Doctor Who episode 684: The Greatest Show in the Galaxy – Part One (14/12/1988)

‘He can’t help being a pompous, selfish, self-satisfied meddler.’ I’ve frequently pointed out one of the best things about Doctor Who is the way it puts things that don’t belong together side by side to generate memorable images and stories. Here, it’s a clown in an undertaker’s costume. It might be a reference to Bowie’s Ashes to Ashes video, but it’s also a perfect encapsulation of The Greatest Show in the Galaxy.


The Magical Mystery tour bus, a character called Flowerchild and references to ‘undesirable intergalactic hippies’ call to mind the psychedelic 1960s which might have preached All You Need is Love but always had a creepy side which infests everything from the sour British horror films of the end of the decade and the queasy faux-Victorian kitsch of The Avengers in Color to the Beatles’ White Album. Like the forced jollity of The Happiness Patrol, it’s all cosmetic. Behind the gaudy advertisements, the Doctor and Ace can sense something evil (leading to one of the strangest and cleverest cliffhangers), and they haven’t even seen the Chief Clown pursuing Bellboy and Flowerchild with spy kites; Flowerchild choked to death by the bus conductor robot, or the ringmaster torturing Bellboy.

This was conceived as a three-part story, and the first episode was a later addition. It’s mostly extended character set up, with some of the talent contest hopefuls like Nord and Whizz Kid arriving, and the Doctor and Ace meeting their amusing fellow travellers the Captain and Mags. The result is an episode which features two sequences of the Doctor sitting down for refreshments while Ace tries to fiddle with machinery. It’s never dull, though, partly because the collection of characters is so amusing (particularly the glorious Peggy Mount), and partly because events on Segonax are so disconcertingly strange.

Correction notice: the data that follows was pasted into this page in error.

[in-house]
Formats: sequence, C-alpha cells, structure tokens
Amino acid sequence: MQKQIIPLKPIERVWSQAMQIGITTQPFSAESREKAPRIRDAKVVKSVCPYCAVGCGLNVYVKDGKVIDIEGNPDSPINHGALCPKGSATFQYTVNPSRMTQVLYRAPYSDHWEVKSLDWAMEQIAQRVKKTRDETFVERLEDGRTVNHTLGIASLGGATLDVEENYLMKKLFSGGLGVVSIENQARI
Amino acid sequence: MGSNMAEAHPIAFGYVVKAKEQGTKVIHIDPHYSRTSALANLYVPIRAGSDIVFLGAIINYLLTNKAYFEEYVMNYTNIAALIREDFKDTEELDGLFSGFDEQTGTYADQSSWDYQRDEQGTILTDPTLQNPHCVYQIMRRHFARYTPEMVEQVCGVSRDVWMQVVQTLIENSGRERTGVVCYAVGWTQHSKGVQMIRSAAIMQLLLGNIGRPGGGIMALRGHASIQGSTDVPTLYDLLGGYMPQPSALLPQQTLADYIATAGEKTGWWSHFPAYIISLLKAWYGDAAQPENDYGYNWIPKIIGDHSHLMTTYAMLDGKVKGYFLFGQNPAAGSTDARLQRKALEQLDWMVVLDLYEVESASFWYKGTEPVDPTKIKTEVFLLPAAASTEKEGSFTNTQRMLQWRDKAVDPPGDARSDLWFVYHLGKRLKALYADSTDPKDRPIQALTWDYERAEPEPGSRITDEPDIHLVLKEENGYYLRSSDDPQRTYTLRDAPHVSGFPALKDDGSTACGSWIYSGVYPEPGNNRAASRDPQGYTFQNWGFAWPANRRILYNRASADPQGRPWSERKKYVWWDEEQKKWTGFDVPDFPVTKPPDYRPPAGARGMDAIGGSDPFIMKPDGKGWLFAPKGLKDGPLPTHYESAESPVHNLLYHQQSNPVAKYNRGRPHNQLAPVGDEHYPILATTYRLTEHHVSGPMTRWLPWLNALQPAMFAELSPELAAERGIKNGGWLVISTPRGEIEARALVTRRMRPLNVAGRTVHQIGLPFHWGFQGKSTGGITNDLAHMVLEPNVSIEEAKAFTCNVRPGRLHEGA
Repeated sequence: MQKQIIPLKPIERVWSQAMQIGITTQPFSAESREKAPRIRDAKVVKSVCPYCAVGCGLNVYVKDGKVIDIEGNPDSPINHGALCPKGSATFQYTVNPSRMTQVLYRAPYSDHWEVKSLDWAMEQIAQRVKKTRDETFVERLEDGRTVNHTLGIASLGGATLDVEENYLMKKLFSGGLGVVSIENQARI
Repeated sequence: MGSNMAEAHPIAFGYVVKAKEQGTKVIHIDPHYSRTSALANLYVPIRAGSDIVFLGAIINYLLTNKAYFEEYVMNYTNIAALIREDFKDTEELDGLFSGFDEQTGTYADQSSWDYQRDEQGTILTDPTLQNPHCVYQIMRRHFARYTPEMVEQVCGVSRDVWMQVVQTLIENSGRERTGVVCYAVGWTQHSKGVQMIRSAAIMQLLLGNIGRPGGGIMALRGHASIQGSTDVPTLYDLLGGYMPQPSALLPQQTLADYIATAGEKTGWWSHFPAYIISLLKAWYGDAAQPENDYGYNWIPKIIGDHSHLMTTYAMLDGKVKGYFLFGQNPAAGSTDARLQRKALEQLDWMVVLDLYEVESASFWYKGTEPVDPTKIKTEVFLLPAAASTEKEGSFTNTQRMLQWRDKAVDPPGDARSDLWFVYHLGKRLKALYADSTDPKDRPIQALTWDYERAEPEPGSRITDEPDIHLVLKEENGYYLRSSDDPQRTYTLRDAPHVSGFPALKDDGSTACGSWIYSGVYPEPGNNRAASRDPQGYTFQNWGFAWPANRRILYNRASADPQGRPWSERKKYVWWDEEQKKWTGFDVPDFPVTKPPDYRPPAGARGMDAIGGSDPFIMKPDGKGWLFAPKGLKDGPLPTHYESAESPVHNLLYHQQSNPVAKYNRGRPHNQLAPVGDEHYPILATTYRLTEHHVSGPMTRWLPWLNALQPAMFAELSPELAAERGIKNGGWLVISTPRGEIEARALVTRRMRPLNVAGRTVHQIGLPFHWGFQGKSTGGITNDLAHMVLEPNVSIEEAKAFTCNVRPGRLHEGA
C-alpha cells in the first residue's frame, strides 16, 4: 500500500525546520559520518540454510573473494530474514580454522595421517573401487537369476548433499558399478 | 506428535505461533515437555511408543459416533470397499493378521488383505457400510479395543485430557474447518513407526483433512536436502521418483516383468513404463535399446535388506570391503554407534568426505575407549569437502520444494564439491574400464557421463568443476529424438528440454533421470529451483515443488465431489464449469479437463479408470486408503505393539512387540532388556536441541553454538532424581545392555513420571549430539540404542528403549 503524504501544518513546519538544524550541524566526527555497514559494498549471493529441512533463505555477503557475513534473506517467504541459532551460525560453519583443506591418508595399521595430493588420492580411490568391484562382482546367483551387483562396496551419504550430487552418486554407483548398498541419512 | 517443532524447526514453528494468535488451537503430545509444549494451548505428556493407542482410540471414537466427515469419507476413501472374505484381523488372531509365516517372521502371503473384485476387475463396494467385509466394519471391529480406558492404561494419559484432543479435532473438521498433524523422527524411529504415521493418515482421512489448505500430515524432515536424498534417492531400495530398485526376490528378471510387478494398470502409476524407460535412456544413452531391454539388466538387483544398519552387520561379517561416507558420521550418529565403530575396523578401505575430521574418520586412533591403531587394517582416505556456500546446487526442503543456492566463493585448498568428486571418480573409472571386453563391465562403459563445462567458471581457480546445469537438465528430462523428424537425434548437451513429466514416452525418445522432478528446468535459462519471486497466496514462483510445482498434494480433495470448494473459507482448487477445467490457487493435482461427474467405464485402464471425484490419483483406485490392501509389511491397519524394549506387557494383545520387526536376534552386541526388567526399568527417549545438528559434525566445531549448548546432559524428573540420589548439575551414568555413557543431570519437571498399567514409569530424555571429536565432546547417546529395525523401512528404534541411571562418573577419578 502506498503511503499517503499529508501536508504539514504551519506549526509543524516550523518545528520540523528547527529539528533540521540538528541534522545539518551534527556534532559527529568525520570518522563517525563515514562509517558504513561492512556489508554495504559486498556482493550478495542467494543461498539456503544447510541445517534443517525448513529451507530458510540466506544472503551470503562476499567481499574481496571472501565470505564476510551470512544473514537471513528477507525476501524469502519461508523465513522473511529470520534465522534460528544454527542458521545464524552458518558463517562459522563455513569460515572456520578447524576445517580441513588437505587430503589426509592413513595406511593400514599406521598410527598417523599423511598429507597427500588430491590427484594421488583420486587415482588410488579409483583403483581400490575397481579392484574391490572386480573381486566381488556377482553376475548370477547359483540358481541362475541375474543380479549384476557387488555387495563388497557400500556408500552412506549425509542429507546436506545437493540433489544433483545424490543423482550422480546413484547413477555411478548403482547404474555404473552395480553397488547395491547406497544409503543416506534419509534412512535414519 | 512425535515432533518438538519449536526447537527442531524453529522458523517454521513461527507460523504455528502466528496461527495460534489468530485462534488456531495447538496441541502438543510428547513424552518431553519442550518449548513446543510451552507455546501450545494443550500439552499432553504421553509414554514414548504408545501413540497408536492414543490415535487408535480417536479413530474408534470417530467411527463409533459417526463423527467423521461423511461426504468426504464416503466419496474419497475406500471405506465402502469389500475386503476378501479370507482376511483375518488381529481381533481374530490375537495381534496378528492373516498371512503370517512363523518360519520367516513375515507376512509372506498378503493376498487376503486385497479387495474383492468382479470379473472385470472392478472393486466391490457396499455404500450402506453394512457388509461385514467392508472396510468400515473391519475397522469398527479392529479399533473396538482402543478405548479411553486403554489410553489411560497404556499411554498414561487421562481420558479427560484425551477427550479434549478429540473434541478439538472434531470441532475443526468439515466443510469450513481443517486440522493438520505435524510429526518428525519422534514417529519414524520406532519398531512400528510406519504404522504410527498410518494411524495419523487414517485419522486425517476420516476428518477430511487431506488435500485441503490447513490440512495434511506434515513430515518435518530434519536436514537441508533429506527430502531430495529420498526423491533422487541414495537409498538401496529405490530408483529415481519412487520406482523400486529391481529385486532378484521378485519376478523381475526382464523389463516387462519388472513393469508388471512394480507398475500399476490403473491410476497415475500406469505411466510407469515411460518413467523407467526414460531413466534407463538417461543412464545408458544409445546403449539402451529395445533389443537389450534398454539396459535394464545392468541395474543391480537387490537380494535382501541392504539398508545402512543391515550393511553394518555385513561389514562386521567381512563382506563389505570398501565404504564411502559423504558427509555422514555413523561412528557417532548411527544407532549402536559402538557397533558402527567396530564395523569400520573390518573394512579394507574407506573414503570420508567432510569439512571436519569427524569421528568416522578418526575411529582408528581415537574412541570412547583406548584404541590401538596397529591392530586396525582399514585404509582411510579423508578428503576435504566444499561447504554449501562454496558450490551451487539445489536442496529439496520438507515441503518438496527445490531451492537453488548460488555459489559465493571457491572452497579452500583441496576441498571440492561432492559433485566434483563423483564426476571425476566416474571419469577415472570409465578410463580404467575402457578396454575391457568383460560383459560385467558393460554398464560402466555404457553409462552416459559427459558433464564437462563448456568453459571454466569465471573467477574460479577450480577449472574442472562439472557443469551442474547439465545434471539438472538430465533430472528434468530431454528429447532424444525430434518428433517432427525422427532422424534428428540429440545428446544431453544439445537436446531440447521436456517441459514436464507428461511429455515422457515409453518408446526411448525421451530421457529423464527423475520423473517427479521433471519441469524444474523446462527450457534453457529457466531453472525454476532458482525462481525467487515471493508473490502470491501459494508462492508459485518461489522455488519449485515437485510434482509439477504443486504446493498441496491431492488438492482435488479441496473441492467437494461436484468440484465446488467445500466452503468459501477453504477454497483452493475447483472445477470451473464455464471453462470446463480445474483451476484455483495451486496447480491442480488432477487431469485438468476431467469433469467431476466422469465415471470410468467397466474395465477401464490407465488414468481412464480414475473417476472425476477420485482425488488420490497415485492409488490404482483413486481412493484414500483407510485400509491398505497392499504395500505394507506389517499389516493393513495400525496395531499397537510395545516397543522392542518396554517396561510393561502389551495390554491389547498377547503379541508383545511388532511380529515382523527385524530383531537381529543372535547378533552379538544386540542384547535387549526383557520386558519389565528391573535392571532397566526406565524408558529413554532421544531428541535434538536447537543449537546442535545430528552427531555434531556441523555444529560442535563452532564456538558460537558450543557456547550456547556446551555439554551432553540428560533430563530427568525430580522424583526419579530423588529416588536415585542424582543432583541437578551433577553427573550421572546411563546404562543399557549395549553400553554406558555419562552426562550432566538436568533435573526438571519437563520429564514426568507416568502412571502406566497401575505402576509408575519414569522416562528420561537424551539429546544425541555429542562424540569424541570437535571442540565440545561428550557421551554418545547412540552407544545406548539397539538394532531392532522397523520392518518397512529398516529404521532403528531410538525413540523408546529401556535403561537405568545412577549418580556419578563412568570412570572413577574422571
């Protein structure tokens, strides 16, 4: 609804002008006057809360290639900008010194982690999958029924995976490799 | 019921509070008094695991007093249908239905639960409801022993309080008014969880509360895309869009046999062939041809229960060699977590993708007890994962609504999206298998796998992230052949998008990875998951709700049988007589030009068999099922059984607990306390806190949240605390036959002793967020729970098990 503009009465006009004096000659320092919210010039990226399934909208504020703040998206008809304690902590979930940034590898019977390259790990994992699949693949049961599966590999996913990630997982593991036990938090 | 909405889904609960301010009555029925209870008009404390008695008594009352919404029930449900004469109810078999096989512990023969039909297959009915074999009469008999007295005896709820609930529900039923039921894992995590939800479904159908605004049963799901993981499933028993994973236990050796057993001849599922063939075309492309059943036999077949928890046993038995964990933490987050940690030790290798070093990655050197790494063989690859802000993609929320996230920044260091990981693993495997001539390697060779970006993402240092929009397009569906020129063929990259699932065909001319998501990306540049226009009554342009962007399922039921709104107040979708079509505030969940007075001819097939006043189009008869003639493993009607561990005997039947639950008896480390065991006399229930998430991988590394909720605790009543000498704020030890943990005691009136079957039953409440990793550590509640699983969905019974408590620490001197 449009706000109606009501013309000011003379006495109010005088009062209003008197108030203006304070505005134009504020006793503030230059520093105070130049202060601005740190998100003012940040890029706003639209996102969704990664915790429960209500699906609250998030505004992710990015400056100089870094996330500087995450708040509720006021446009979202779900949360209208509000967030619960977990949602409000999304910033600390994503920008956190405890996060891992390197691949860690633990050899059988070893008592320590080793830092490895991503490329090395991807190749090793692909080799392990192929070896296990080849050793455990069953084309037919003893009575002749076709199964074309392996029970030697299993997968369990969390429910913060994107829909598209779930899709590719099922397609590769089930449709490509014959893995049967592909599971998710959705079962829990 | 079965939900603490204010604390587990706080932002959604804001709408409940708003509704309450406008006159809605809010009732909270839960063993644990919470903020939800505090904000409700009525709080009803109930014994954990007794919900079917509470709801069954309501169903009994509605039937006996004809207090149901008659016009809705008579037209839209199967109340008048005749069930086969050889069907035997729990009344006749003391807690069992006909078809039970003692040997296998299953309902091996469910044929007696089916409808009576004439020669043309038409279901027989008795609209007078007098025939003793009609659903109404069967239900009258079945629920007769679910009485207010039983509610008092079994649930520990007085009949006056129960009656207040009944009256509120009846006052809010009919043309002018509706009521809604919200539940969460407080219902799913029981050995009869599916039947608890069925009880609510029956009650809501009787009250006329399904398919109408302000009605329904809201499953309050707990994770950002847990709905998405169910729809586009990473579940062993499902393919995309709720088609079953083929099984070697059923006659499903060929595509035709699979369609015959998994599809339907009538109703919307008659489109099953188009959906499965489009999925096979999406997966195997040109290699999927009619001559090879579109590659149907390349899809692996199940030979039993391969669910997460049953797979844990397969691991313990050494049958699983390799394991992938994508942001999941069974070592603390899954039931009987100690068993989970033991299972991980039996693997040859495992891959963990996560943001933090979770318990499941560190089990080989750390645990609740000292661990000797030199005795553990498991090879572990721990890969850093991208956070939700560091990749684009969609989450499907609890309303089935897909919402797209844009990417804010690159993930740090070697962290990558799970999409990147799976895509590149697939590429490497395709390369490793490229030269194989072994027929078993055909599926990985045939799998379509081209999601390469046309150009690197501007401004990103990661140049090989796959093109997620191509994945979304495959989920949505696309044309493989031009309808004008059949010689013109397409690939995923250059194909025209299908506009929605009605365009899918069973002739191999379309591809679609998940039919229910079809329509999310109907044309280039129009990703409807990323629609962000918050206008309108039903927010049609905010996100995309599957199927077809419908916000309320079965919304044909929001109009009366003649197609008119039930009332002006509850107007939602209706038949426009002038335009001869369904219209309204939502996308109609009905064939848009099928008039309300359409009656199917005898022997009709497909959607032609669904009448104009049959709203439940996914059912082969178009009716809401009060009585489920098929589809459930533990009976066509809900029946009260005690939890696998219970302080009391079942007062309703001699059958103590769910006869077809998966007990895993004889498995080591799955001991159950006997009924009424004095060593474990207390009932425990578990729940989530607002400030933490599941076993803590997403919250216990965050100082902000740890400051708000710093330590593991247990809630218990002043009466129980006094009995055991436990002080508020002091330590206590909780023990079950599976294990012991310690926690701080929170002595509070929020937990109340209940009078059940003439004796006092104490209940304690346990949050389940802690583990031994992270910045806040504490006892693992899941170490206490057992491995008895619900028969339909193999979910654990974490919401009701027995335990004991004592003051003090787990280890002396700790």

Like much of the McCoy stuff, it occasionally gives the impression of being an experimental film – the ringmaster raps a prologue to the action, the Chief Clown seems to be performing to an invisible audience, and Whizz Kid is apparently cosplaying Dr Who. Stephen Wyatt’s script is as witty as Paradise Towers (there’s a nice call back to it when Ace briefly wears Mel’s costume from the story), with Ace and Nord trading insults (‘I hope your big end goes’) and the Doctor confusing the bus conductor with a demand for a complicated fare. Predictably, I think it’s fantastic.

Next episode: The Greatest Show in the Galaxy – Part Two

One comment

  1. Pingback: Doctor Who episode 683: Silver Nemesis – Part Three (7/12/1988) | Next Episode...

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